4 Apr 2016

Council to sell rights to bottled water company

7:54 pm on 4 April 2016

Ashburton residents are outraged the local council is in the process of selling the right to extract billions of litres of water to a bottled water company.

Ashburton District Council offices.

Ashburton District Council is selling a site which comes with consent to extract water from the town's aquifers. Photo: Ashburton District Council

The Ashburton District Council is selling Lot 9 in its business estate, which comes with a resource consent to extract up to 45 litres of water per second from the town's aquifers.

But local residents are rallying together and say they will do everything they can to stop the sale going ahead.

The consents attached to Lot 9 would allow the company to extract up to 45 litres per second right through until 2046.

The Ashburton District Council would not disclose the potential buyer for Lot 9 due to commercial sensitivity, but said it expected to confirm the sale by June.

Local resident Jennifer Branji is leading the campaign to stop the sale going ahead.

She said the council had been doing the deal behind closed doors and had not once had a conversation with ratepayers.

"My main concern is that we live in a drought-prone area, our water supplies are already under so much pressure and there is no guarantee we will have water for ourselves - let alone letting an investor coming in and taking what we do have."

Ms Branji said concerned locals held a meeting last week and would meet again tonight to discuss ways to protest the sale.

"As you know water in New Zealand is free. So once - the company wouldn't be paying a cent, they don't owe us anything - they've bought the land, they've got the consents, so nothing good comes into our district.

"That is our land, as ratepayers it is our land, our rates paid for that development and to have it sold off behind our backs, to something we don't agree with, is absolutely abhorrent," Ms Branji said.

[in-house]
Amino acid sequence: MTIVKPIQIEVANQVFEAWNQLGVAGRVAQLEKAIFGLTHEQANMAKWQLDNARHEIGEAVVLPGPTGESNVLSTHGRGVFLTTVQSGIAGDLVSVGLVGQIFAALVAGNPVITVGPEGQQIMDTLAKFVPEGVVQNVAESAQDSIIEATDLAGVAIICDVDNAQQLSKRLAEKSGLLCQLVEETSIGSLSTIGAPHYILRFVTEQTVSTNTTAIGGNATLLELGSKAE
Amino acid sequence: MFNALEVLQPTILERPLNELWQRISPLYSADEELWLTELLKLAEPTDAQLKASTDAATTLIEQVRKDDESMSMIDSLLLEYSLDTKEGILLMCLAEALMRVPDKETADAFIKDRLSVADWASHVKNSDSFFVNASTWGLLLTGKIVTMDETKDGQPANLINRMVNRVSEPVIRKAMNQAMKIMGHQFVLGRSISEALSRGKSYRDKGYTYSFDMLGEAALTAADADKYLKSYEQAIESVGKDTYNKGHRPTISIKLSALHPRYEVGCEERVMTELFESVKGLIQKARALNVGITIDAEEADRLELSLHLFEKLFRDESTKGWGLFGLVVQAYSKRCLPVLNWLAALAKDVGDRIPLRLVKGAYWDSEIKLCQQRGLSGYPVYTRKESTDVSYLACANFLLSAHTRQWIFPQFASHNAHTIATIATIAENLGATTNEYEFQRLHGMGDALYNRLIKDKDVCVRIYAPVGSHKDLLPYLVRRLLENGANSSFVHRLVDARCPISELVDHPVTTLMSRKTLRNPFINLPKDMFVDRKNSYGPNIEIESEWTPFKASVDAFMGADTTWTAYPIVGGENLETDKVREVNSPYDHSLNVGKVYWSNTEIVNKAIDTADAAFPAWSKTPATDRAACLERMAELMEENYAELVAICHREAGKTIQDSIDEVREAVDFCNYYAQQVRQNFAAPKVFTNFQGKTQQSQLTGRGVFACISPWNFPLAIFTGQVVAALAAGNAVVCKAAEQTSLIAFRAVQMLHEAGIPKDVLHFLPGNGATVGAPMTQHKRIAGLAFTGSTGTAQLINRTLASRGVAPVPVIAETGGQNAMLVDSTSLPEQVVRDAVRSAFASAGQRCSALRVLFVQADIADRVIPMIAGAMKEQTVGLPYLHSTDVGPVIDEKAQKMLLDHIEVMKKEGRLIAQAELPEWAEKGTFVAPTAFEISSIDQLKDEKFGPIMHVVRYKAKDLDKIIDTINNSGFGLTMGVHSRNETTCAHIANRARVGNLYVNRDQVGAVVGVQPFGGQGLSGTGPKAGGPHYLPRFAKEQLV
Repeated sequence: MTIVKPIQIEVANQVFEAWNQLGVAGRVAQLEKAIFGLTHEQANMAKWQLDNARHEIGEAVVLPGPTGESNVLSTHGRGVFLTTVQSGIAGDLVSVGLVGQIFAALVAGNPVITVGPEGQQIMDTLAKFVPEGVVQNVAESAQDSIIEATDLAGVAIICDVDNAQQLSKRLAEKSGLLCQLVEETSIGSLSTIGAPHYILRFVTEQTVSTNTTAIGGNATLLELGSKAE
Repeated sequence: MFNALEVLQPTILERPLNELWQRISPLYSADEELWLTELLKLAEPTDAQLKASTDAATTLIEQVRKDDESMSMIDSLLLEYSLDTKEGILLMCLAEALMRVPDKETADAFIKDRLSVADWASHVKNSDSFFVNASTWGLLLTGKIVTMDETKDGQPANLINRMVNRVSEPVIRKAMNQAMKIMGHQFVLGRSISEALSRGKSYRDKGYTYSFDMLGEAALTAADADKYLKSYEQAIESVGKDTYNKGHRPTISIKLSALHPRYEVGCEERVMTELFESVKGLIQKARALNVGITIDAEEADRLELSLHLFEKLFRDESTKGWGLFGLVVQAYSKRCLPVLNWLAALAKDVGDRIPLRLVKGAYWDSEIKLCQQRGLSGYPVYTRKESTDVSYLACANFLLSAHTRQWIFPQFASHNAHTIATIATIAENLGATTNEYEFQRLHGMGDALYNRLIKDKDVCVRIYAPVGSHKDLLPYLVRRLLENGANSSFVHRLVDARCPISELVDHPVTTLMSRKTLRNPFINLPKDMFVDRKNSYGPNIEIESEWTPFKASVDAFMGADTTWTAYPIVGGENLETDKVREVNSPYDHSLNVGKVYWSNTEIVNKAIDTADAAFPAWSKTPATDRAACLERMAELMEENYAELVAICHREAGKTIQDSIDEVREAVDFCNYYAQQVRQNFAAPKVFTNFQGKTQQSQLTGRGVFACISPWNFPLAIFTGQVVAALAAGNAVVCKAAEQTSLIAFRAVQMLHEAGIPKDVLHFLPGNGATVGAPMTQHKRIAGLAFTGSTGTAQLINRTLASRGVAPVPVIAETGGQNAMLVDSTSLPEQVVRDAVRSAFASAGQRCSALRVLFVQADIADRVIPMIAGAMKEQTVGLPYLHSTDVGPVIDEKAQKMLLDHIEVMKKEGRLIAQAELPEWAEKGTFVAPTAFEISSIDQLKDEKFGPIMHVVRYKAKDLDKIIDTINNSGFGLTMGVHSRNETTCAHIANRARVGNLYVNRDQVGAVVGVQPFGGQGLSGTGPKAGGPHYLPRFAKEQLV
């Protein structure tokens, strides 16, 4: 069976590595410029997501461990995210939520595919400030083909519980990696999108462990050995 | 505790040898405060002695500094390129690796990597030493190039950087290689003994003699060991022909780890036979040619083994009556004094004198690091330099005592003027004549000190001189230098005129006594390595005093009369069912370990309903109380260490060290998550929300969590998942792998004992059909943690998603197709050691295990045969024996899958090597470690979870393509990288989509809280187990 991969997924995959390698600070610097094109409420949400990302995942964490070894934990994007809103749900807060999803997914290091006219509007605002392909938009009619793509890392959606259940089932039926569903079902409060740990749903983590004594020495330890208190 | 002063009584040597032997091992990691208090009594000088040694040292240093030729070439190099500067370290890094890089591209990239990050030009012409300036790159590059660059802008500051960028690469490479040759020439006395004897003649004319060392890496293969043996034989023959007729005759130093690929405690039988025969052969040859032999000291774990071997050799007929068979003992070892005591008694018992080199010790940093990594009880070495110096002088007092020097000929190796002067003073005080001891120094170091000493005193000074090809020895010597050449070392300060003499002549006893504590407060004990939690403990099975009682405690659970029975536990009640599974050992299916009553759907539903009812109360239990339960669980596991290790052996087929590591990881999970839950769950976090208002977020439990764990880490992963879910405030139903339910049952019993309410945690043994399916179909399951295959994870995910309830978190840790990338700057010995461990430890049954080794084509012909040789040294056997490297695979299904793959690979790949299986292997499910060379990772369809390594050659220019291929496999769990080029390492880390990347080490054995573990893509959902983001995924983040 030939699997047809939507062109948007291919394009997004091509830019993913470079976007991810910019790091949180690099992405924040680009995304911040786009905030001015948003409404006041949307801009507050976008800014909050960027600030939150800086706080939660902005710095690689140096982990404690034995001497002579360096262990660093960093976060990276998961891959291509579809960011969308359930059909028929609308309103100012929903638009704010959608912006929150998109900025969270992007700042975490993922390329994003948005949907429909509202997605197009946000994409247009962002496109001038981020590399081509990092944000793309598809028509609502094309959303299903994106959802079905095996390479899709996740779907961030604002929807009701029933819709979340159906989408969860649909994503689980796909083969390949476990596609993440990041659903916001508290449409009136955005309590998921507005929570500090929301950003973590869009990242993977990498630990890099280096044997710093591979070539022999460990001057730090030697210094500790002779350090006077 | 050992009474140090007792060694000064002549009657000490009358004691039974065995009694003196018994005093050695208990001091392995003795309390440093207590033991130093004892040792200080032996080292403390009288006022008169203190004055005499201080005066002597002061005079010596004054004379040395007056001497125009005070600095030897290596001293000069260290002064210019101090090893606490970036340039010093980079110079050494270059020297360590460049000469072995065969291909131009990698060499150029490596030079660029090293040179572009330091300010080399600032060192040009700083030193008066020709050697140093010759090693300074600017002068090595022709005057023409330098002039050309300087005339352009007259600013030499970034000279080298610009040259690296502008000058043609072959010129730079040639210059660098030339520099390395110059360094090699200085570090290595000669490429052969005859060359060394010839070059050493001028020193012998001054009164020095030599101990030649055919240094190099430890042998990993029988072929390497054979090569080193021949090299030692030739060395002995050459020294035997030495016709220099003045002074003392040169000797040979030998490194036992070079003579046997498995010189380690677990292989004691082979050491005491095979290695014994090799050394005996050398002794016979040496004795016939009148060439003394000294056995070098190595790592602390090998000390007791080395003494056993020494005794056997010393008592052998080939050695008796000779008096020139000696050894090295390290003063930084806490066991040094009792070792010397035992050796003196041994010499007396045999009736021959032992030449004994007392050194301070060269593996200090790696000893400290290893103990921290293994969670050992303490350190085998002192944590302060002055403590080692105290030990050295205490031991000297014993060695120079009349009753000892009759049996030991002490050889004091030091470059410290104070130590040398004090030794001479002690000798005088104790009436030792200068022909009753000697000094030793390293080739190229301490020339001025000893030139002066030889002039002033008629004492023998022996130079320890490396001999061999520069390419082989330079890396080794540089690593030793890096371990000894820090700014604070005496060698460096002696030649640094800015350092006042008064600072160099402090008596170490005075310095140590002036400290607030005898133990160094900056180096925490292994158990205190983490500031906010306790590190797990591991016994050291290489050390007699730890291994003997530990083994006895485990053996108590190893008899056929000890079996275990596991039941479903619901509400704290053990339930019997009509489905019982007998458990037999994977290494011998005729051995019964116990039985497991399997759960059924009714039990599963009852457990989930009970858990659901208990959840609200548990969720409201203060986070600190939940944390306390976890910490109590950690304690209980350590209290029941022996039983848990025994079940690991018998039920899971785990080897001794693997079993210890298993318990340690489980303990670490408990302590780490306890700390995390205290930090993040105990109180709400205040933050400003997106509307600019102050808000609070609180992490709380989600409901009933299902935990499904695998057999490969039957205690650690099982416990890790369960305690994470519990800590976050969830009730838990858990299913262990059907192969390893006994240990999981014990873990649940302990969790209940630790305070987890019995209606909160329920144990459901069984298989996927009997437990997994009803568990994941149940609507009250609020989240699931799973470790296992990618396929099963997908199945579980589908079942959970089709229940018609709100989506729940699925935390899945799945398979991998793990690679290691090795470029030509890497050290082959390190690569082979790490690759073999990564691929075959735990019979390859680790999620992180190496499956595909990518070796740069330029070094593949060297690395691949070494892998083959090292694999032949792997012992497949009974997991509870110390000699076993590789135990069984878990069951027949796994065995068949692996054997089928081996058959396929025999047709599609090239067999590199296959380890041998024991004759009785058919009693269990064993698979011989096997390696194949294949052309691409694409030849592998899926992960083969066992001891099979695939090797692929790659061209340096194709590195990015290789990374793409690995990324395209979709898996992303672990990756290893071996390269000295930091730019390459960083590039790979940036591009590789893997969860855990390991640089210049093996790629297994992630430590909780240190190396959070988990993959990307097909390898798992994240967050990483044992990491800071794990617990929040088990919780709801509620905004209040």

District mayor Angus McKay said there was also a recharge consent so, for every 45 litres taken, 60 litres would be put back into the aquifer.

That water comes from canals that are fed from the Ashburton River.

"We will create a gravel pit lined with plants and rocks which will recreate the natural filtering process," Mr McKay said.

He said there were no immediate plans to build the pit, but it would have to be done before the company started operating from the site.

Mr McKay said the council had the public's best interests at heart, as the sale of the site would go towards rates remissions.

"I don't believe people understand the levels of restrictions the regional council has in the Ashburton District.

"That upsets me that people don't realise that there are strict and stringent consents in place now, and that we are not abusing the source."

Ngai Tahu to look into consents

Local iwi Ngai Tahu were not aware of the consents but said they were looking into the situation.

Ngai Tahu chair Mark Solomon said it was incredible that the council would not think more broadly about the consents in an already over-allocated catchment.

"Our people are engaged in a range of activities at a regional level to protect and enhance the well-being of our waterways. Twenty years ago, the Ashburton region had reasonably good water quality but it is now an over-allocated catchment and faces some of the most pressing water quality challenges in our takiwā (tribal region)."

Mr Solomon said the Resource Management Act Amendment Bill before Parliament proposed councils work more cooperatively with iwi on resource planning.

"The council appears to be operating in a manner more fitting with the recent past. We think it is time for the Ashburton District Council to take account of the shift towards more participatory resource planning," Mr Solomon said.

Environmental Defence Society chair Gary Taylor said the issue was a storm in a teacup and the real question was whether there should be a price put on water.

"It's a common pool resource, nobody owns it, so it would be appropriate for people who use the resource and profit from it to pay a fee, which could then in turn be used to clean up our waterways."

Mr Taylor said if water was paid for the money, it should go to the government.

"It would be moving towards ownership rights not creating them. It would be better than the current system we have where there is no charge and waste of water faces no penalty," Mr Taylor said.